Alabama Pelagic trip 2019


We had a choppy ocean for our 2019 Alabama pelagic trip.

I find Alabama to be a fine state for birding. The dullest portion of the year is mid-summer, but that is brief and the state is still full of breeding birds. For about 10 months of the year, birds are moving into and around the state making each birding day different and fun. The Alabama coast is small but very birdy with Mobile Bay, Dauphin Island and the Bon Secour Peninsula providing diverse coastal habitats. Where Alabama falls down in relation to nearly all other states with a coastline is in opportunities for pelagic birding. To put it bluntly, pelagic birding in Alabama stinks.

A set of factors combines to make pelagic birding not so fun for Alabama birders. First, deep water lies way way off the coast of Alabama. Between the birdy inshore water which can be birded thoroughly from the beach and true pelagic waters with a chance for storm-petrels and shearwaters, there is about 50 miles of shallow continental shelf which birds call "the dead zone". So, to get to water where you even have a chance for interesting pelagic birds you have to take a boat 60 or more miles south of the Alabama coast. That means you have to undertake all day boat trips for a few tens of minutes birding in deep water. Louisiana sticks way over to the east, riding under neighboring Gulf states, such that Alabama is pinched by the Florida and Louisiana borders. There is only a narrow little strip of water to search for Alabama pelagics. So pelagic birding in Alabama is typically long long hours with a relatively small chance of seeing interesting birds even when you arrive. If you want to see pelagic birds in Alabama, however, you have no choice but to suck it up and get on the boat.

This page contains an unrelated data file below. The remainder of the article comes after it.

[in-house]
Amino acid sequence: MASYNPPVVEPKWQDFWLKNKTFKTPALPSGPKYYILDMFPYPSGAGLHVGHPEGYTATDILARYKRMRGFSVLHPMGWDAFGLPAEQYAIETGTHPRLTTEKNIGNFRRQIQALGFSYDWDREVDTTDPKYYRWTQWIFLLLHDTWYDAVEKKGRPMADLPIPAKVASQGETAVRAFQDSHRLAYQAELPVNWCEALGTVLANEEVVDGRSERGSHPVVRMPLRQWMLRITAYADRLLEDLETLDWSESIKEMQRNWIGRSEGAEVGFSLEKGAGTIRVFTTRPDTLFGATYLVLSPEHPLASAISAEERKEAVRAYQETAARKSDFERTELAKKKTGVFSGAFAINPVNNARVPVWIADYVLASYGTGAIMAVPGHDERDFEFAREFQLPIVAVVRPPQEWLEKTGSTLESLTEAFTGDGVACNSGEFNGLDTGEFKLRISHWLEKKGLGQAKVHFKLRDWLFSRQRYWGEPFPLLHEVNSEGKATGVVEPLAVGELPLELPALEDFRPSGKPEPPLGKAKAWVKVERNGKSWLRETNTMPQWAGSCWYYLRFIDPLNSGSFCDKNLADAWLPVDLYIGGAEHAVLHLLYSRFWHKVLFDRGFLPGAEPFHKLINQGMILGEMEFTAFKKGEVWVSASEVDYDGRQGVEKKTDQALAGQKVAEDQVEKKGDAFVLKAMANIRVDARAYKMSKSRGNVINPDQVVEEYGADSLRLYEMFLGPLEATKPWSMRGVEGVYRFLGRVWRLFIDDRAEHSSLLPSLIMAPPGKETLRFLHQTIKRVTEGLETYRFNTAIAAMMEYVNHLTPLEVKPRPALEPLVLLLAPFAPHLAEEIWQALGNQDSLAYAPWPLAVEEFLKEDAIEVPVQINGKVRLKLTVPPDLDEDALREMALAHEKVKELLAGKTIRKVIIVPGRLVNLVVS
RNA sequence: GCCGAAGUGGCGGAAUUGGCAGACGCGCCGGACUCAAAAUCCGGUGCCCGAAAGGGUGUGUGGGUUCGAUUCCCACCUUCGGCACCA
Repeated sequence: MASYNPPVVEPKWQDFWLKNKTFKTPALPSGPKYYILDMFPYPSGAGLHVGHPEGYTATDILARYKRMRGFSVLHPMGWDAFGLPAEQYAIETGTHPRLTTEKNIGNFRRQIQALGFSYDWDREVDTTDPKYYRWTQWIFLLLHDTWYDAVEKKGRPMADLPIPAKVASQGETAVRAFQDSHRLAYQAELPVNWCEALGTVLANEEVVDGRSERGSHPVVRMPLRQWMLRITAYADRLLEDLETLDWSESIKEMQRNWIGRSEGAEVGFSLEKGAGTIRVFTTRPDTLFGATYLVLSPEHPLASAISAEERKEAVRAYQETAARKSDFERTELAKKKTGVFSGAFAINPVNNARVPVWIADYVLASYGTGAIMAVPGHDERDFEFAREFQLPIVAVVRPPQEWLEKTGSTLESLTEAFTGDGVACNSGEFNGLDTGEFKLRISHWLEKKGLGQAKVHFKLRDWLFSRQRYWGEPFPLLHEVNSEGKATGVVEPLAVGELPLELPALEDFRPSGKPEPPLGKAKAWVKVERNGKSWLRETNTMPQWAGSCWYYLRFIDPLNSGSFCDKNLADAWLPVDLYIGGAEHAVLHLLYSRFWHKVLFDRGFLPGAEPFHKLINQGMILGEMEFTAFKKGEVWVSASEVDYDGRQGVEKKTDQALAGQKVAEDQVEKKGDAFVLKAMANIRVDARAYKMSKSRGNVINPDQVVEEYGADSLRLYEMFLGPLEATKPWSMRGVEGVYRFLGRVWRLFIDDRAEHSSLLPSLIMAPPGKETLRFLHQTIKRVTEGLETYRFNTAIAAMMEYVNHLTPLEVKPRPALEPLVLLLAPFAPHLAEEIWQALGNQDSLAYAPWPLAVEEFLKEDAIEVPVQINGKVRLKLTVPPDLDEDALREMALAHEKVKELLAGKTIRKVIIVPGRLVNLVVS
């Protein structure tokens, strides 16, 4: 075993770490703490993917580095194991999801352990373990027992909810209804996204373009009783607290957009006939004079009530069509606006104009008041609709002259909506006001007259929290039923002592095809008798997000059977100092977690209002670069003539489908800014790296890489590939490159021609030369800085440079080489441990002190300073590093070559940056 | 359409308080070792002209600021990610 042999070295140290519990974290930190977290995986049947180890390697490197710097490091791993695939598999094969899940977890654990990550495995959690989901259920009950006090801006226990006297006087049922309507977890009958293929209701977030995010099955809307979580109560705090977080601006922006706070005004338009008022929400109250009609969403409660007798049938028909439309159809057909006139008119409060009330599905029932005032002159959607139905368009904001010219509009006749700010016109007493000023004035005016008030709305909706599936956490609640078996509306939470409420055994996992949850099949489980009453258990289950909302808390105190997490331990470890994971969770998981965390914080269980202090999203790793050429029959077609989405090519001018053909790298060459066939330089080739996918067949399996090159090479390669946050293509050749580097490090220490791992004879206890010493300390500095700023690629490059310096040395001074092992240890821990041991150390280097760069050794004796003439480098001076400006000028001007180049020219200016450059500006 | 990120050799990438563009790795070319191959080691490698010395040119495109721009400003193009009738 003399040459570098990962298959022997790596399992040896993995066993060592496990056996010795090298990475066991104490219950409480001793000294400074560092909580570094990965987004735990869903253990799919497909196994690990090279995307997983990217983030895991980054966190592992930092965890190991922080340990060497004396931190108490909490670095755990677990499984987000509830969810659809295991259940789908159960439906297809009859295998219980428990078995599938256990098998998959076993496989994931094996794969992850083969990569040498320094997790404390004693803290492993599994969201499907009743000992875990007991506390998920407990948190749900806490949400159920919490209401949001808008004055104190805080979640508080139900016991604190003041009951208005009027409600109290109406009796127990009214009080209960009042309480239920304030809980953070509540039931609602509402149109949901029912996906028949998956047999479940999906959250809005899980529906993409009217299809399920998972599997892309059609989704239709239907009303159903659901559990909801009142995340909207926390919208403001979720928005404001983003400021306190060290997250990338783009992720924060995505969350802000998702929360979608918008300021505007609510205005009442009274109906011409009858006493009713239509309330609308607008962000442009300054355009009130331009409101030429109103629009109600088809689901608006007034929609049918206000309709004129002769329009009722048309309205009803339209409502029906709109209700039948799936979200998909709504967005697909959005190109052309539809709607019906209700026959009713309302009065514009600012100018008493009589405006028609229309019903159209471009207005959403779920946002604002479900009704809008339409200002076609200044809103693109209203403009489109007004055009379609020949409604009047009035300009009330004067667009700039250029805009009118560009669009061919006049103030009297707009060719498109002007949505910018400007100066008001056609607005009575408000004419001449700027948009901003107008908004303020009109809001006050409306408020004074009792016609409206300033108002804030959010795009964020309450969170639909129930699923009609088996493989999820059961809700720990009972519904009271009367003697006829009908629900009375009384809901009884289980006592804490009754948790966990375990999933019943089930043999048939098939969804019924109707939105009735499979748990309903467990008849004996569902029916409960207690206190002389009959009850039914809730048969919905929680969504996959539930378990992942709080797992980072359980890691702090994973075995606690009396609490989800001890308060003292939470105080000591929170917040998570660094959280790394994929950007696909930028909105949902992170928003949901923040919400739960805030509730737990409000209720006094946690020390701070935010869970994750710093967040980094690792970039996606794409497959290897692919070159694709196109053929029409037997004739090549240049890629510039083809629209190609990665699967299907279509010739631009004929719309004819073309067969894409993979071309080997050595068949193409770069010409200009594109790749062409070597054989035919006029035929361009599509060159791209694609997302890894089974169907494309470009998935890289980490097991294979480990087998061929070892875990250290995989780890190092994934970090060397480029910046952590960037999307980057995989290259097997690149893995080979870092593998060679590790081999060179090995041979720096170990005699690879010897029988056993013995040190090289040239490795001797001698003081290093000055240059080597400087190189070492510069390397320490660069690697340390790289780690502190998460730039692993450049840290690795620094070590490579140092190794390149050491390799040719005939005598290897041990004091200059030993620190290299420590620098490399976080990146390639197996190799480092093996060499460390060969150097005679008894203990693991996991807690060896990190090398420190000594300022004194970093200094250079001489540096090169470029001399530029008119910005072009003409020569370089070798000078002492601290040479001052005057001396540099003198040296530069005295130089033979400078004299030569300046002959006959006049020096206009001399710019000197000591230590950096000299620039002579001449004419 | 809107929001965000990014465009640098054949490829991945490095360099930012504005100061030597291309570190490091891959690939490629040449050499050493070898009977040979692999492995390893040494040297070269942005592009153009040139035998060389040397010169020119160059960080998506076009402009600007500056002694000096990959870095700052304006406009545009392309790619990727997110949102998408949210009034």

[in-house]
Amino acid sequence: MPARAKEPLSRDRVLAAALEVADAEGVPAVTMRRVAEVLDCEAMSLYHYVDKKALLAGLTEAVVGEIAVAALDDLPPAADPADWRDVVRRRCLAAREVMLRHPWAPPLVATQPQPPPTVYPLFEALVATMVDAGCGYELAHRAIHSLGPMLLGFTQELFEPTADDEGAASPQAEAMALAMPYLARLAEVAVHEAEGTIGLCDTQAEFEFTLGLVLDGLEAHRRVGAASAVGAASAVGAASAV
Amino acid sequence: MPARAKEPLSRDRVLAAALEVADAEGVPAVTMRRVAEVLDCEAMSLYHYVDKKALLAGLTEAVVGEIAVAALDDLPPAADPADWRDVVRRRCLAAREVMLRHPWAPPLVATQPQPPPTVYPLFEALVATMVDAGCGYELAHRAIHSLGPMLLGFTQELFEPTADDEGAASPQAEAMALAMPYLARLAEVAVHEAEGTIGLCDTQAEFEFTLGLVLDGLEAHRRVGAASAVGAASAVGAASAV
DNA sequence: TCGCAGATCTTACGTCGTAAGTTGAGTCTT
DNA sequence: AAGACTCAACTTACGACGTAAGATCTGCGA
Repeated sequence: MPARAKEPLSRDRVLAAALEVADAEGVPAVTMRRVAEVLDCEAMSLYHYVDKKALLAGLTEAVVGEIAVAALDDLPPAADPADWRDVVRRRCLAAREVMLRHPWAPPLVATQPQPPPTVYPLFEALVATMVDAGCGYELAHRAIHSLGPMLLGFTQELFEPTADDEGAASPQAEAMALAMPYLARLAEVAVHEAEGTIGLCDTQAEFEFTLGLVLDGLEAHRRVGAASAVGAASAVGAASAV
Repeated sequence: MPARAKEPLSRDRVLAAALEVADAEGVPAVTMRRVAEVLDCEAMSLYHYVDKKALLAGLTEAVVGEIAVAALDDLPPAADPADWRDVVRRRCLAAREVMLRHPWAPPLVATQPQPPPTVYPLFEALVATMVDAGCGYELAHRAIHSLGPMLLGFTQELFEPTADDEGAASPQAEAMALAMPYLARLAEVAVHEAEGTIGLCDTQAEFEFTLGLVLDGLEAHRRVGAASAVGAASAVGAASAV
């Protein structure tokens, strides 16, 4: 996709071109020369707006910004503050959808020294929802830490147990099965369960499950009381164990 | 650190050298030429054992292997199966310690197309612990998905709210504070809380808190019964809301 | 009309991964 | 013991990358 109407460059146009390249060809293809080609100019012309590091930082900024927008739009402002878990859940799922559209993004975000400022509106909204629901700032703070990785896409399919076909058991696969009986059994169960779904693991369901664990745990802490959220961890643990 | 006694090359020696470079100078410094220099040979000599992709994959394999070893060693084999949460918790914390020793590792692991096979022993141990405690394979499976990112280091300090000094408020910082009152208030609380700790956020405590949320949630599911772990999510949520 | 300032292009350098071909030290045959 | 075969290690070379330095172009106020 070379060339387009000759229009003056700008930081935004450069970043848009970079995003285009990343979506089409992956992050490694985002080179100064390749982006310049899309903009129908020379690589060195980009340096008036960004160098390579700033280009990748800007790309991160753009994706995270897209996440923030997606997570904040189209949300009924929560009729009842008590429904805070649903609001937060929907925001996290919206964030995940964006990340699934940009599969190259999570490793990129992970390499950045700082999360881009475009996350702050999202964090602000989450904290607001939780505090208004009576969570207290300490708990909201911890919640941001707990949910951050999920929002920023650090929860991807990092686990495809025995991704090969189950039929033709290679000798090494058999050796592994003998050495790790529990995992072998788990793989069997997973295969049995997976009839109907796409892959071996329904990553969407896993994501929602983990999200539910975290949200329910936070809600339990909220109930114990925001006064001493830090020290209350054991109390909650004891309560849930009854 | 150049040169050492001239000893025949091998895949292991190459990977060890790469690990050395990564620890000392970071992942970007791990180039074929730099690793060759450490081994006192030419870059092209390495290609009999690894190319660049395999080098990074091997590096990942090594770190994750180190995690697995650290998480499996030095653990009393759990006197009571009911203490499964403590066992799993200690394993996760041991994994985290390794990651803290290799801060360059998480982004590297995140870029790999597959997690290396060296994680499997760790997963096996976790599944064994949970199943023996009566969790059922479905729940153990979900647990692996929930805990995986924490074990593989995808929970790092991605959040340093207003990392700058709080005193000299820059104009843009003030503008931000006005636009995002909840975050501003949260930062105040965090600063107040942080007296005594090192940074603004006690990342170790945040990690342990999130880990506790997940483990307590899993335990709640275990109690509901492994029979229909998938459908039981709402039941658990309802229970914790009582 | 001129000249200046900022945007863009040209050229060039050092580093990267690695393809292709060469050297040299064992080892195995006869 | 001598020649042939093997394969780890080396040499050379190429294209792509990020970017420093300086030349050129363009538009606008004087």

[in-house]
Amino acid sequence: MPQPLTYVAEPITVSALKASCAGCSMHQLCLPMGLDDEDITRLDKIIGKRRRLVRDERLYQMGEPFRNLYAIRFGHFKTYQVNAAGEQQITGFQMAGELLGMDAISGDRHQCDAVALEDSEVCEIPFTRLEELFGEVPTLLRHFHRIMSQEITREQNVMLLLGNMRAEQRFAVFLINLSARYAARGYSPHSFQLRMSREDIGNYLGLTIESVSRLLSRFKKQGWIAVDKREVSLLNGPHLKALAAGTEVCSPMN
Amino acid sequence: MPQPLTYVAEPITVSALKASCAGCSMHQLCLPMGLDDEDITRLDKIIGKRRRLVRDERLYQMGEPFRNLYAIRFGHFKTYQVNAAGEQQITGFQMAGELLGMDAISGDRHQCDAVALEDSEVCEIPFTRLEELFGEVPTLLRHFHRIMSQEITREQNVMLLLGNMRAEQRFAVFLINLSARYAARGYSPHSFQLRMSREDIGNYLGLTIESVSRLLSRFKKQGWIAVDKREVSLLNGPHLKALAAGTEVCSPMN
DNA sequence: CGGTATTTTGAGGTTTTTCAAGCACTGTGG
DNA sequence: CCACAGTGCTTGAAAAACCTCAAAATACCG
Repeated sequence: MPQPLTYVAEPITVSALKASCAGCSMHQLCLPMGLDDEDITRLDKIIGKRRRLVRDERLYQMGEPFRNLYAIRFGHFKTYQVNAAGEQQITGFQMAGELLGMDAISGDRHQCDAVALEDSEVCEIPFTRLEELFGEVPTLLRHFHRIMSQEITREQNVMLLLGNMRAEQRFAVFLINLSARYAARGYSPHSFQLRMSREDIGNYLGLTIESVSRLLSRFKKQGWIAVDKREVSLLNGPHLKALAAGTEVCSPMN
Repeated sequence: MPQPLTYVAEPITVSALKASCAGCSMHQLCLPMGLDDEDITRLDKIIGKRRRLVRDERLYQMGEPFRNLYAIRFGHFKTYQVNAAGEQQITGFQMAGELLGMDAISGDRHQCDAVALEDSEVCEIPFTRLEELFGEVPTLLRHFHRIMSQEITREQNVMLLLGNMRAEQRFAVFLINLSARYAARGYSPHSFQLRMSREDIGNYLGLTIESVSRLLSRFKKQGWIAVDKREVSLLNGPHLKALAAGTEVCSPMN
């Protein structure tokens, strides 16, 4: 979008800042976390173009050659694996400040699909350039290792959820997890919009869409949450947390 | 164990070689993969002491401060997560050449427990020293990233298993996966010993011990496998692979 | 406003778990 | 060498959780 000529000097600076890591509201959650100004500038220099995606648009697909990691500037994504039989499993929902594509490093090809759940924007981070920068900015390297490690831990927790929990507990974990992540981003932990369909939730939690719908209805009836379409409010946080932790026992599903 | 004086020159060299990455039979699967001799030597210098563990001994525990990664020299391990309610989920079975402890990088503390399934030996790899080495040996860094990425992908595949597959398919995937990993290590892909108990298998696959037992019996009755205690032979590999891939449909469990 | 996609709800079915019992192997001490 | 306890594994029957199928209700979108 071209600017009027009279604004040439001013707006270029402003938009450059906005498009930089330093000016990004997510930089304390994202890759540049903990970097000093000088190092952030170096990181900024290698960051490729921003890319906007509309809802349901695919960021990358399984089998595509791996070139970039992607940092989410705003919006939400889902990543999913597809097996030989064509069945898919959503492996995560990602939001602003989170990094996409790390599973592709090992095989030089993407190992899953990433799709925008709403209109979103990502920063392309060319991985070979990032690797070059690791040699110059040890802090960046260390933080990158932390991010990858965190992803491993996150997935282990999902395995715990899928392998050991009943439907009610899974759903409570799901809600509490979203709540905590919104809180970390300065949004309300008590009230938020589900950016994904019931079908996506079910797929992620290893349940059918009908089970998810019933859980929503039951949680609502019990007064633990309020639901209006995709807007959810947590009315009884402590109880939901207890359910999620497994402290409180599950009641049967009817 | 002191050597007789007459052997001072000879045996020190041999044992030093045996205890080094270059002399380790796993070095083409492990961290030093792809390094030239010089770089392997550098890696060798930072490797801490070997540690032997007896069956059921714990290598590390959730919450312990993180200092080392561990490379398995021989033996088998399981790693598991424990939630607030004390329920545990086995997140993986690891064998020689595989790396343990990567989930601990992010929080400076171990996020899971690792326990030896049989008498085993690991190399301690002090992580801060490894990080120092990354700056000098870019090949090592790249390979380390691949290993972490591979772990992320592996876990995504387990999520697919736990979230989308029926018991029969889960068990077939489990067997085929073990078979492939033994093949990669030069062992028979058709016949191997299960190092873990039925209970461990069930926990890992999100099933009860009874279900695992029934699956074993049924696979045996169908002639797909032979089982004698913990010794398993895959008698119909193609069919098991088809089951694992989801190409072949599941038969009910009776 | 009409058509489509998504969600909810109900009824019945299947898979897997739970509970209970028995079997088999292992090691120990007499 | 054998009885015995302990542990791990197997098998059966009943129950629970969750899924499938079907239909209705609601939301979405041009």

We had an enthusiastic and durable group for out pelagic trip.

Fifteen intrepid state listers climbed onto our charter boat and headed out at 6:30am on Sat, Aug. 10. It was calm at the dock but as we passed under the bridge at Perdido Pass we could see some modest-sized thunder storms ahead of us to the south. As luck would have it, me missed a direct hit by a thunderstorm all day but the storms gave the water some chop. We bounced and rolled all day on the boat. It wasn’t what any captain would call a rough day but it certainly wasn’t calm either.

As the skyline of Orange Beach faded behind us, we started to see feeding flocks of terns but every bird ended up being a Black Tern. We ran into these little guys all the way out to the deepest water, and unfortunately, they were never joined by our target terns—Sooty or Bridled.

We started the pelagic portion of our trip about 60 miles out where there are now a few deep-water rigs. We were hoping for Brown Boobie or maybe a tropical tern perched on the structures and were surprised to find a big flock of Lauphing Gulls and a few Royal Terns. I had always thought that these inshore birds were very rare more than about 30 miles offshore. It seems that the human structures have attracted some offshore populations.

Band-rumped Storm-petrel was one of two deepwater birds that we found on our pelagic trip.